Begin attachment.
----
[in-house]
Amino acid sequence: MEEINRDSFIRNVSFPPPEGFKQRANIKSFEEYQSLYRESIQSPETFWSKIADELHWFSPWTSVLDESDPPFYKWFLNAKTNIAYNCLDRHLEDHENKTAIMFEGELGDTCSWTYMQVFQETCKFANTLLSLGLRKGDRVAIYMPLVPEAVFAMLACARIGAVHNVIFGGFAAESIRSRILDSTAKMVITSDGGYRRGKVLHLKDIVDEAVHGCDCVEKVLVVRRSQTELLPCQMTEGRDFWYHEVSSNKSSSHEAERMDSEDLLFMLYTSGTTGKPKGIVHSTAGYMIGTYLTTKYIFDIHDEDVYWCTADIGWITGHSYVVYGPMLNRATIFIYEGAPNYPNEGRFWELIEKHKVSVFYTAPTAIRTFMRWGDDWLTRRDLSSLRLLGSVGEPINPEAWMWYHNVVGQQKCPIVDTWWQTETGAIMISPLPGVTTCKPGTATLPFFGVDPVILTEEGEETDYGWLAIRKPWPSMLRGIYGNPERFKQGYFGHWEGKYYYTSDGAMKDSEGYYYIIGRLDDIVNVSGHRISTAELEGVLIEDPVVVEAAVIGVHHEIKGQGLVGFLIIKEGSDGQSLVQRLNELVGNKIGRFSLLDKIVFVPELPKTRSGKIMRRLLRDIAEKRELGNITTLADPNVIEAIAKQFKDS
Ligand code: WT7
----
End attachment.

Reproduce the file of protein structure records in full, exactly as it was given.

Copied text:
[in-house]
Amino acid sequence: MEEINRDSFIRNVSFPPPEGFKQRANIKSFEEYQSLYRESIQSPETFWSKIADELHWFSPWTSVLDESDPPFYKWFLNAKTNIAYNCLDRHLEDHENKTAIMFEGELGDTCSWTYMQVFQETCKFANTLLSLGLRKGDRVAIYMPLVPEAVFAMLACARIGAVHNVIFGGFAAESIRSRILDSTAKMVITSDGGYRRGKVLHLKDIVDEAVHGCDCVEKVLVVRRSQTELLPCQMTEGRDFWYHEVSSNKSSSHEAERMDSEDLLFMLYTSGTTGKPKGIVHSTAGYMIGTYLTTKYIFDIHDEDVYWCTADIGWITGHSYVVYGPMLNRATIFIYEGAPNYPNEGRFWELIEKHKVSVFYTAPTAIRTFMRWGDDWLTRRDLSSLRLLGSVGEPINPEAWMWYHNVVGQQKCPIVDTWWQTETGAIMISPLPGVTTCKPGTATLPFFGVDPVILTEEGEETDYGWLAIRKPWPSMLRGIYGNPERFKQGYFGHWEGKYYYTSDGAMKDSEGYYYIIGRLDDIVNVSGHRISTAELEGVLIEDPVVVEAAVIGVHHEIKGQGLVGFLIIKEGSDGQSLVQRLNELVGNKIGRFSLLDKIVFVPELPKTRSGKIMRRLLRDIAEKRELGNITTLADPNVIEAIAKQFKDS
Ligand code: WT7